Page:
The Art Of Laying Out A Car Accident Case

Seeking compensation for injuries suffered during a car accident can end up taking a lot of effort and time. There are a number of things you have to demonstrate in the course of filing a claim or pursuing a lawsuit. Let's explore some of the things an auto accident attorney has to show to get money for a client.

An Injury Occurred

One of the most basic defenses an insurance company may decide to employ is claiming that an injury wasn't the product of an accident. This is why you can expect to undergo multiple examinations by doctors during the claims process. If you have a pre-existing injury, you need to disclose that fact up front, as it will likely come out during the discovery process anyhow. Bear in mind that a pre-existing injury might still be included in a claim if there's evidence that the accident made the condition worse.

Showing Responsibility

Another common defensive tactic is to say that the driver accused of being at fault didn't do anything wrong in the events leading up to the accident. This is a more challenging position for an insurance carrier to take because there will be many ways for a car accident attorney to establish what happened.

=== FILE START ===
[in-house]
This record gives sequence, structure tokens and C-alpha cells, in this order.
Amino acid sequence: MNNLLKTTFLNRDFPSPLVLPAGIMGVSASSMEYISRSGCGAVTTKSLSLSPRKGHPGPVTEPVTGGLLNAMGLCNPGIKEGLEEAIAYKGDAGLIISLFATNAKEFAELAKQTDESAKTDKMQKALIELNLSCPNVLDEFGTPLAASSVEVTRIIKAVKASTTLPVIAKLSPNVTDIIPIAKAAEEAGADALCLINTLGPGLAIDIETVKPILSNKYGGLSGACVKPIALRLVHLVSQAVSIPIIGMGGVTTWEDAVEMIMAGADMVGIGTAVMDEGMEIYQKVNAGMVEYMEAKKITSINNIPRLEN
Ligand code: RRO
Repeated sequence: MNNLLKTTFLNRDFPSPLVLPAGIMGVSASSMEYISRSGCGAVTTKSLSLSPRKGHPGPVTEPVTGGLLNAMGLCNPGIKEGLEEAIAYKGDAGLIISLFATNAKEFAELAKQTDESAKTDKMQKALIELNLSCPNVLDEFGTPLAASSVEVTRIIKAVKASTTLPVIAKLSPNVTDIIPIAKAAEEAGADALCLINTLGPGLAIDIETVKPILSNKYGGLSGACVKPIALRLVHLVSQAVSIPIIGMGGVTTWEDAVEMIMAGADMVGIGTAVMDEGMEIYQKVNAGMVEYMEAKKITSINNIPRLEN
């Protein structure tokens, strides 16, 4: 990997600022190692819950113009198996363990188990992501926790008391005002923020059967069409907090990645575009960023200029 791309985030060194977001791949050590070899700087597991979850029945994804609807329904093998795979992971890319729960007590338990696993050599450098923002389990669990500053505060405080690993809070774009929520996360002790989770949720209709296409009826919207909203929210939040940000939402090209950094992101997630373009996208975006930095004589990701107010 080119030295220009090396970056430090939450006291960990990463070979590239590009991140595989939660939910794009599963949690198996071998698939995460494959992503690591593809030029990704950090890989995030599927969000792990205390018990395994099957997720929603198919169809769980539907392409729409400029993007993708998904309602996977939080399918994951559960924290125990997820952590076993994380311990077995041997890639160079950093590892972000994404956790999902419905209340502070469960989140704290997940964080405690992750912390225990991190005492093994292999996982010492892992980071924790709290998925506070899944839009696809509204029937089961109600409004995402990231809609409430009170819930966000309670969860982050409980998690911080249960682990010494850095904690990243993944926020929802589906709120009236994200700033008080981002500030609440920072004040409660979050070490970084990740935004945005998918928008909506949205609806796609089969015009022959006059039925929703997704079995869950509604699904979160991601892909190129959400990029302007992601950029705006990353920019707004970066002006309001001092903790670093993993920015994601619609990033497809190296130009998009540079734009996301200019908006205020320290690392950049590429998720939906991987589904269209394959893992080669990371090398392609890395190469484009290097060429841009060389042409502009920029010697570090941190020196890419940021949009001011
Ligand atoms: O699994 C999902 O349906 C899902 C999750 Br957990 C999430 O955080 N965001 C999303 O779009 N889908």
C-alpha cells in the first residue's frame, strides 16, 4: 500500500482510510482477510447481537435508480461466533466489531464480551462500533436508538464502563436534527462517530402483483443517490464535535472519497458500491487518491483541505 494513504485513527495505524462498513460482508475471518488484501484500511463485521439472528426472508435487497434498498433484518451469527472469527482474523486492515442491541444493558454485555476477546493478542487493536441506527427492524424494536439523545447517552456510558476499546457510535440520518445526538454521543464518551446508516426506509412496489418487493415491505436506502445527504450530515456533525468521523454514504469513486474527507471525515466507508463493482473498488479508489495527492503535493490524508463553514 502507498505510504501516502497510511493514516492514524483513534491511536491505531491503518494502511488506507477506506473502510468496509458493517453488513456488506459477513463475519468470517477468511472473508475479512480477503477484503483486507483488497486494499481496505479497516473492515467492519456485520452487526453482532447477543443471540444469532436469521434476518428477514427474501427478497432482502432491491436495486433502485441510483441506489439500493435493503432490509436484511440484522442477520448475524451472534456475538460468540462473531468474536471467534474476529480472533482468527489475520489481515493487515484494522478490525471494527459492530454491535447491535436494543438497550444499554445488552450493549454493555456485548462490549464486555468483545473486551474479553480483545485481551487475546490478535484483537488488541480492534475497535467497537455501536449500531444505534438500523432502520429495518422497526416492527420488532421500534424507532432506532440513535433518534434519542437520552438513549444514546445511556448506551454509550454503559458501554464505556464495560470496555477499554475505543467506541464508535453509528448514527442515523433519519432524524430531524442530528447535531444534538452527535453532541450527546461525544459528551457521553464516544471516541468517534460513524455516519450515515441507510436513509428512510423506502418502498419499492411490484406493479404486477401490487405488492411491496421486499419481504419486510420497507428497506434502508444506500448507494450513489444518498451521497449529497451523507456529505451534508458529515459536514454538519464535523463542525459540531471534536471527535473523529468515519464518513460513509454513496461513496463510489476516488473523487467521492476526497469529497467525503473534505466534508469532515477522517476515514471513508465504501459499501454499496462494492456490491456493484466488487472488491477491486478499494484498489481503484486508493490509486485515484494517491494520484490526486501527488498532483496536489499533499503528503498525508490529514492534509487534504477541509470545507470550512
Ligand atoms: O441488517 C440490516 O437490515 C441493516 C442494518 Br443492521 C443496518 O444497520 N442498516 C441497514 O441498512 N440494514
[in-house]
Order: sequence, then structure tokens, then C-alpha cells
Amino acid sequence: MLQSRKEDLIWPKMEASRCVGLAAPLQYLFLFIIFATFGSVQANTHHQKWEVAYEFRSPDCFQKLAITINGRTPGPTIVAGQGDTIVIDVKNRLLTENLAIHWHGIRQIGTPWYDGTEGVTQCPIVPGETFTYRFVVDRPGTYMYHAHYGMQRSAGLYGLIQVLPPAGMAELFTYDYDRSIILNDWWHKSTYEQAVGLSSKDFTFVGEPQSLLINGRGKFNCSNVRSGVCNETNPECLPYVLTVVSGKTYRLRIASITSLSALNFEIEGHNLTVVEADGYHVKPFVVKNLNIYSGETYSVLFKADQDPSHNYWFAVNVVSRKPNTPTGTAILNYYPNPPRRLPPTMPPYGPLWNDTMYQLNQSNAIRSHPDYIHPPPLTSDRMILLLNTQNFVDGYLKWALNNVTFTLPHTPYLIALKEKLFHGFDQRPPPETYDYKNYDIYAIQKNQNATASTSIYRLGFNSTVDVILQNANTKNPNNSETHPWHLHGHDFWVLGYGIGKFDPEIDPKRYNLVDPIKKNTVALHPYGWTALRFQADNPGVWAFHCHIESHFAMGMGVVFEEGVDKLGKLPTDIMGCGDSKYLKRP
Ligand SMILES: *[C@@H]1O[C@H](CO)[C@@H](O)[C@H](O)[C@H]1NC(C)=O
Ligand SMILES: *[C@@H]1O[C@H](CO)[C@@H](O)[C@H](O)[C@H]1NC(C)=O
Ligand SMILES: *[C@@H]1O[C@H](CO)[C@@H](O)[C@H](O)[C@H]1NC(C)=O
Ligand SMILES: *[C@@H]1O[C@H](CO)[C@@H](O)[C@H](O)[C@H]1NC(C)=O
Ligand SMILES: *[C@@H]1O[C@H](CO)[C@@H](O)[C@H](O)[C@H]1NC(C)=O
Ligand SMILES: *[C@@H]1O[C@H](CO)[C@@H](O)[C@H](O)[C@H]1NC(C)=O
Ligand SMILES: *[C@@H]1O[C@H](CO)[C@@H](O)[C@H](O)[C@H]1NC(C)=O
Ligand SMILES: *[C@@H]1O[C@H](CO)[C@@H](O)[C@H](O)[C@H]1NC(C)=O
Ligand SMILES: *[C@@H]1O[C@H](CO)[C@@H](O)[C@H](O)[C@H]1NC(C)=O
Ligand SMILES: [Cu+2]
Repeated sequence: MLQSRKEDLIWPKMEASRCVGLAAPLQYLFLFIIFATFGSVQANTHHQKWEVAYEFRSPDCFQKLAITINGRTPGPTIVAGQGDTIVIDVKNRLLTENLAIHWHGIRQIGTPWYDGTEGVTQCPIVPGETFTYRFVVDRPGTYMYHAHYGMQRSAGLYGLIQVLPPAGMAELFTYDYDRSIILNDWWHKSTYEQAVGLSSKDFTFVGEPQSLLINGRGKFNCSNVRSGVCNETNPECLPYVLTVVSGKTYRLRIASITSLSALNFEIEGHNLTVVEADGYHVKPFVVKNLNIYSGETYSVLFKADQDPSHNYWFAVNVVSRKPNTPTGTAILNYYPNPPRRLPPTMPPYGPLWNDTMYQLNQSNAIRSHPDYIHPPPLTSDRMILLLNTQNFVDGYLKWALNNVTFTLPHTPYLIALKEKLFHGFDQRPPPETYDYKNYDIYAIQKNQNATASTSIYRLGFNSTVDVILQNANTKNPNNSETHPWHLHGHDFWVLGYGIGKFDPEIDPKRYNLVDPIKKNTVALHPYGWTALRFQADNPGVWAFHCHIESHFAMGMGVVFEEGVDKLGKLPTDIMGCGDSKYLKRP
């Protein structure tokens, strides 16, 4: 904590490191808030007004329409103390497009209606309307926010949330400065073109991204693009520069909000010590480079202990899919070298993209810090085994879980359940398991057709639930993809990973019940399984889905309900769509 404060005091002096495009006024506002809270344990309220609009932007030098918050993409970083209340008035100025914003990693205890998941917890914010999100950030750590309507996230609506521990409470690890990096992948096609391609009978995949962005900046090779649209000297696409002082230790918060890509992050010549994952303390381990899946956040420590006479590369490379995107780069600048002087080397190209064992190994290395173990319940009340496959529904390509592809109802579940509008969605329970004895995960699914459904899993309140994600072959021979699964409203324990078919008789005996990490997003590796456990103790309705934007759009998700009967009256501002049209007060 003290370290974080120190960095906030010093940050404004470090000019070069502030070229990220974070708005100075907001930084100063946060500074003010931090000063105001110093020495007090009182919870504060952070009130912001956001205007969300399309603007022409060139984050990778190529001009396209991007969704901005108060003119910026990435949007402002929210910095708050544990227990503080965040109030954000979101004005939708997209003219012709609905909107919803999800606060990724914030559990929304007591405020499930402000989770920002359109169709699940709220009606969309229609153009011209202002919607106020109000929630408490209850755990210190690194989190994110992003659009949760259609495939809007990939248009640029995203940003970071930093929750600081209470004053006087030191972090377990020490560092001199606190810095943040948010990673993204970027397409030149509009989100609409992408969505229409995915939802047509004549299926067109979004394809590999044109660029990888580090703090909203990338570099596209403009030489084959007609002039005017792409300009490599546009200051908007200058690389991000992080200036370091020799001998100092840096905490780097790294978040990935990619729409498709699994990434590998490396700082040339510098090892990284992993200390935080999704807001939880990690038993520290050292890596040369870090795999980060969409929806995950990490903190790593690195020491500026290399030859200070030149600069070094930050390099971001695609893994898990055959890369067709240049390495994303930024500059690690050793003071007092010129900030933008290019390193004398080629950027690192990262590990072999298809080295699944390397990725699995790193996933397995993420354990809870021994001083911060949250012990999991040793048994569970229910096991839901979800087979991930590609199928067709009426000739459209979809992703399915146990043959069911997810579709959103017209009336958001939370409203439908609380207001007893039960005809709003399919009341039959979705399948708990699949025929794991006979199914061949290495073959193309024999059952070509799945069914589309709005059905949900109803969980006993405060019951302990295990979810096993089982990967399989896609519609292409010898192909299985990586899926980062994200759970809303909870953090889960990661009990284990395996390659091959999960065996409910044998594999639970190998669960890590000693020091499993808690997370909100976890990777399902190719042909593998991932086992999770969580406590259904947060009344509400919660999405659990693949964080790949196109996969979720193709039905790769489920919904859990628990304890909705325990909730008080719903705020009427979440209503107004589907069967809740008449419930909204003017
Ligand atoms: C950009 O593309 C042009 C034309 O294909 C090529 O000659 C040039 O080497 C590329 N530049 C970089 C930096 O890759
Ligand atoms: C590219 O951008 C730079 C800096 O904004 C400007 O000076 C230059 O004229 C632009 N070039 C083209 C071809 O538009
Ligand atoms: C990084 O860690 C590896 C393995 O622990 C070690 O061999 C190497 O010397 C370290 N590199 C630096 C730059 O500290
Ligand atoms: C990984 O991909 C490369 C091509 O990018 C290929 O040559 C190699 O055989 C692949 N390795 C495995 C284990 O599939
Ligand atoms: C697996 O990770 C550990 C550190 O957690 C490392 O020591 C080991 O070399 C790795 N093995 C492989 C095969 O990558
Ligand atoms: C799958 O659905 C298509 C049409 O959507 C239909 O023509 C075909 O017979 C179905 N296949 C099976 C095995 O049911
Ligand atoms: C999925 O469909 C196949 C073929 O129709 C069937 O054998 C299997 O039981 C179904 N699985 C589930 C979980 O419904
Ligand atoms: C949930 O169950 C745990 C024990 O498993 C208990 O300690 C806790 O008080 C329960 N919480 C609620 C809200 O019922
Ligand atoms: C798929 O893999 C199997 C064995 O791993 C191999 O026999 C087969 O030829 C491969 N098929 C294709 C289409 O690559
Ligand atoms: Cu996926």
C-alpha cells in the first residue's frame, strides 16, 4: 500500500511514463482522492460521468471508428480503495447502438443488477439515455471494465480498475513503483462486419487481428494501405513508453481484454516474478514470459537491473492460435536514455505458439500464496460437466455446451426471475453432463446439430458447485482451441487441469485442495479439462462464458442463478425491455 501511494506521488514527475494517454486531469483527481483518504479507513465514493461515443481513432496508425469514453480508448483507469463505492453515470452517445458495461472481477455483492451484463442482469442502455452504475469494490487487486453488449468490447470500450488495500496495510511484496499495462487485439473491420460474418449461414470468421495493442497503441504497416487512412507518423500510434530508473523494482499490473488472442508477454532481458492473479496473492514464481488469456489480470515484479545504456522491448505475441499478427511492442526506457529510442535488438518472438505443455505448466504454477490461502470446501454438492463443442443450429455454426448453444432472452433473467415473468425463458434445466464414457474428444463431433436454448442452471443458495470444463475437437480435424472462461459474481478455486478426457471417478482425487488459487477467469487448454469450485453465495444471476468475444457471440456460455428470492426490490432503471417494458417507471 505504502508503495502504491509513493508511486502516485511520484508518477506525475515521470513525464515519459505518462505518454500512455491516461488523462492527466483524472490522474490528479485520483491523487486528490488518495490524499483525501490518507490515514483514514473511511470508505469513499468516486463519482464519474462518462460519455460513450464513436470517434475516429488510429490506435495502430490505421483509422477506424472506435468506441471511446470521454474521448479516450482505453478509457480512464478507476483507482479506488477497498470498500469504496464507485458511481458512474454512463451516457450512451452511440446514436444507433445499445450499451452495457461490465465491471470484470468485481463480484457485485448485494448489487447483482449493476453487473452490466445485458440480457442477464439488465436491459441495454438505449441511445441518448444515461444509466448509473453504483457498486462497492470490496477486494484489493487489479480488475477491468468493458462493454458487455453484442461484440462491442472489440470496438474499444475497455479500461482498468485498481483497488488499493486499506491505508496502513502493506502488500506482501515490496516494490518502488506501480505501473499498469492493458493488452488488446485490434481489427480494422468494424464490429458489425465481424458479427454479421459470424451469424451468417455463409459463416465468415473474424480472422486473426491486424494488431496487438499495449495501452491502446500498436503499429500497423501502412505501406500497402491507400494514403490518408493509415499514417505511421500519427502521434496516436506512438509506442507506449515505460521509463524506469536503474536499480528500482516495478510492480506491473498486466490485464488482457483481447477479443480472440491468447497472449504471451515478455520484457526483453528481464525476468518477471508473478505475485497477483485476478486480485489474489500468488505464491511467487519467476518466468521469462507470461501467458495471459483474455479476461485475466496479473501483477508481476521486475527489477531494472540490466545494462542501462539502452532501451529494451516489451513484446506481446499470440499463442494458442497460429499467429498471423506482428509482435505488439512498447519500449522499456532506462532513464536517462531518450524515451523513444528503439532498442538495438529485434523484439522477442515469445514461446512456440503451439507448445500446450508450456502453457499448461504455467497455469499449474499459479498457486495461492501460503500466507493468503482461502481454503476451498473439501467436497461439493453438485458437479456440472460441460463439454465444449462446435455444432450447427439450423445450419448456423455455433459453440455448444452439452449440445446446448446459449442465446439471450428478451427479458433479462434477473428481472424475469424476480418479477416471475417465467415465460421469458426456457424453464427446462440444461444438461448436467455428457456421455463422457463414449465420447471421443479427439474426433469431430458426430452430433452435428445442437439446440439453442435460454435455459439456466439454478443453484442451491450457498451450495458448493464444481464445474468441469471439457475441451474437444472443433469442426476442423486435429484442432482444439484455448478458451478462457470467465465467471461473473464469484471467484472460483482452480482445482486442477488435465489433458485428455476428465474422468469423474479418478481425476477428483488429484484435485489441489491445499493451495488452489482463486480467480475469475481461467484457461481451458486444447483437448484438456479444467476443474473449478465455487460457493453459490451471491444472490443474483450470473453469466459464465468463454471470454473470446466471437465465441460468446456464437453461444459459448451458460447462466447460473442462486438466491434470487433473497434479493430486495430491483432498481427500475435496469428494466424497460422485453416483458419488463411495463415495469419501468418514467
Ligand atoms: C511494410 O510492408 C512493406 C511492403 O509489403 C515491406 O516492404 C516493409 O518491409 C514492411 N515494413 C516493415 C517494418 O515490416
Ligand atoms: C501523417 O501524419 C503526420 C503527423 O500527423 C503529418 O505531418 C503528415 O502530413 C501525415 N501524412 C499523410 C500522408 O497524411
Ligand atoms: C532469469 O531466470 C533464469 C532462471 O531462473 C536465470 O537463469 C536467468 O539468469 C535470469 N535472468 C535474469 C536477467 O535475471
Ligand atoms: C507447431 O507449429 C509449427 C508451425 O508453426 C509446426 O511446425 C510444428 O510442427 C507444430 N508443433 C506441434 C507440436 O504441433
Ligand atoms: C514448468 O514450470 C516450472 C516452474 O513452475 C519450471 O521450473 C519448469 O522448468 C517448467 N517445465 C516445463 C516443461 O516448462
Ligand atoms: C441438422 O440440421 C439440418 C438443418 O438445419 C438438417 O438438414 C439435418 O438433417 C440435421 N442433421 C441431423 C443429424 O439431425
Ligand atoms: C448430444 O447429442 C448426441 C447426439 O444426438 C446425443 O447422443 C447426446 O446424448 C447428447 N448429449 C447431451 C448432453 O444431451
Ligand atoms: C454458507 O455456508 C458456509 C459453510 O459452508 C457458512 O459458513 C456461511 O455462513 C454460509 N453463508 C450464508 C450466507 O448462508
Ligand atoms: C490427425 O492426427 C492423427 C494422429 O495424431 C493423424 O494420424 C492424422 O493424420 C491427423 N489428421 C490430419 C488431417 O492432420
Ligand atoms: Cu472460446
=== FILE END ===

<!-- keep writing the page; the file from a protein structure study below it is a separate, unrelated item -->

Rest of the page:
In the best scenario, there's video from traffic cameras, dash cams, and other sources that show what occurred. Even in a situation with no video footage, there will be evidence like tire marks and impact points on the vehicles. There may also be eyewitnesses, and the police will produce reports detailing how they believe the incident unfolded.

Establishing Damages

When you settle a claim, that fact generally ends the matter in perpetuity. For that reason, you want to be sure that you maximize your award to take care of catastrophic injuries that may dog you for the rest of your life. It might sound like a lot to collect $250,000, for example, but stretching that out over decades to pay for specialized care isn't something anyone wants to do.

You want to establish the full extent of your injuries before you move ahead with a case. Most states have statutes of limitations that require claims to be submitted within two to three years of the dates of accidents. It may take months or even years of surgeries and medical exams to get some idea what the final total for legal damages will be.